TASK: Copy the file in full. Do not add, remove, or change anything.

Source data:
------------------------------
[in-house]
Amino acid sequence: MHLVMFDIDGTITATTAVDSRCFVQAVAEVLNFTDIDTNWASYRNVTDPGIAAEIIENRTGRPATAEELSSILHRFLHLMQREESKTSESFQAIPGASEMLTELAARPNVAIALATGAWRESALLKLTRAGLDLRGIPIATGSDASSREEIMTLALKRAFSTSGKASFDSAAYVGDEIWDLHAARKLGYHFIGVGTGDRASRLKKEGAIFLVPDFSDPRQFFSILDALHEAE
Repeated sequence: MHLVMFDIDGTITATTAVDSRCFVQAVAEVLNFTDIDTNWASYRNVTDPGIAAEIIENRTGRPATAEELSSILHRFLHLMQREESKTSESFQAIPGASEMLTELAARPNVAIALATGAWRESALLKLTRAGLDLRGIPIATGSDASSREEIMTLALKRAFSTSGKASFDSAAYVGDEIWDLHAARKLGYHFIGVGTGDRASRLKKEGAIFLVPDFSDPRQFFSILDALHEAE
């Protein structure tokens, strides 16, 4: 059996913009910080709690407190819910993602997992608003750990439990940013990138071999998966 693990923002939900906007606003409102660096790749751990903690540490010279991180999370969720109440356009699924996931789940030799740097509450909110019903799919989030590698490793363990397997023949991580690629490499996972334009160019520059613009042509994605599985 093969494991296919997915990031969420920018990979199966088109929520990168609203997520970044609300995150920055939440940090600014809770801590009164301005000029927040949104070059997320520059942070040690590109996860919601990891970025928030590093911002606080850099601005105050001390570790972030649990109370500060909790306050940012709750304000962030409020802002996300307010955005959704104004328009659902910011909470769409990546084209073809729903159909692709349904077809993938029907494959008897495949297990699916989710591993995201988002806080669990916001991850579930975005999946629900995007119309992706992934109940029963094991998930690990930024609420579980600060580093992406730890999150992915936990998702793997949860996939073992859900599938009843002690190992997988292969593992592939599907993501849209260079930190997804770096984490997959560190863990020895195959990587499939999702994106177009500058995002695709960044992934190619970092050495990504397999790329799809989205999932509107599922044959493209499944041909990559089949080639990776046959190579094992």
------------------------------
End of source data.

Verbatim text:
[in-house]
Amino acid sequence: MHLVMFDIDGTITATTAVDSRCFVQAVAEVLNFTDIDTNWASYRNVTDPGIAAEIIENRTGRPATAEELSSILHRFLHLMQREESKTSESFQAIPGASEMLTELAARPNVAIALATGAWRESALLKLTRAGLDLRGIPIATGSDASSREEIMTLALKRAFSTSGKASFDSAAYVGDEIWDLHAARKLGYHFIGVGTGDRASRLKKEGAIFLVPDFSDPRQFFSILDALHEAE
Repeated sequence: MHLVMFDIDGTITATTAVDSRCFVQAVAEVLNFTDIDTNWASYRNVTDPGIAAEIIENRTGRPATAEELSSILHRFLHLMQREESKTSESFQAIPGASEMLTELAARPNVAIALATGAWRESALLKLTRAGLDLRGIPIATGSDASSREEIMTLALKRAFSTSGKASFDSAAYVGDEIWDLHAARKLGYHFIGVGTGDRASRLKKEGAIFLVPDFSDPRQFFSILDALHEAE
């Protein structure tokens, strides 16, 4: 059996913009910080709690407190819910993602997992608003750990439990940013990138071999998966 693990923002939900906007606003409102660096790749751990903690540490010279991180999370969720109440356009699924996931789940030799740097509450909110019903799919989030590698490793363990397997023949991580690629490499996972334009160019520059613009042509994605599985 093969494991296919997915990031969420920018990979199966088109929520990168609203997520970044609300995150920055939440940090600014809770801590009164301005000029927040949104070059997320520059942070040690590109996860919601990891970025928030590093911002606080850099601005105050001390570790972030649990109370500060909790306050940012709750304000962030409020802002996300307010955005959704104004328009659902910011909470769409990546084209073809729903159909692709349904077809993938029907494959008897495949297990699916989710591993995201988002806080669990916001991850579930975005999946629900995007119309992706992934109940029963094991998930690990930024609420579980600060580093992406730890999150992915936990998702793997949860996939073992859900599938009843002690190992997988292969593992592939599907993501849209260079930190997804770096984490997959560190863990020895195959990587499939999702994106177009500058995002695709960044992934190619970092050495990504397999790329799809989205999932509107599922044959493209499944041909990559089949080639990776046959190579094992």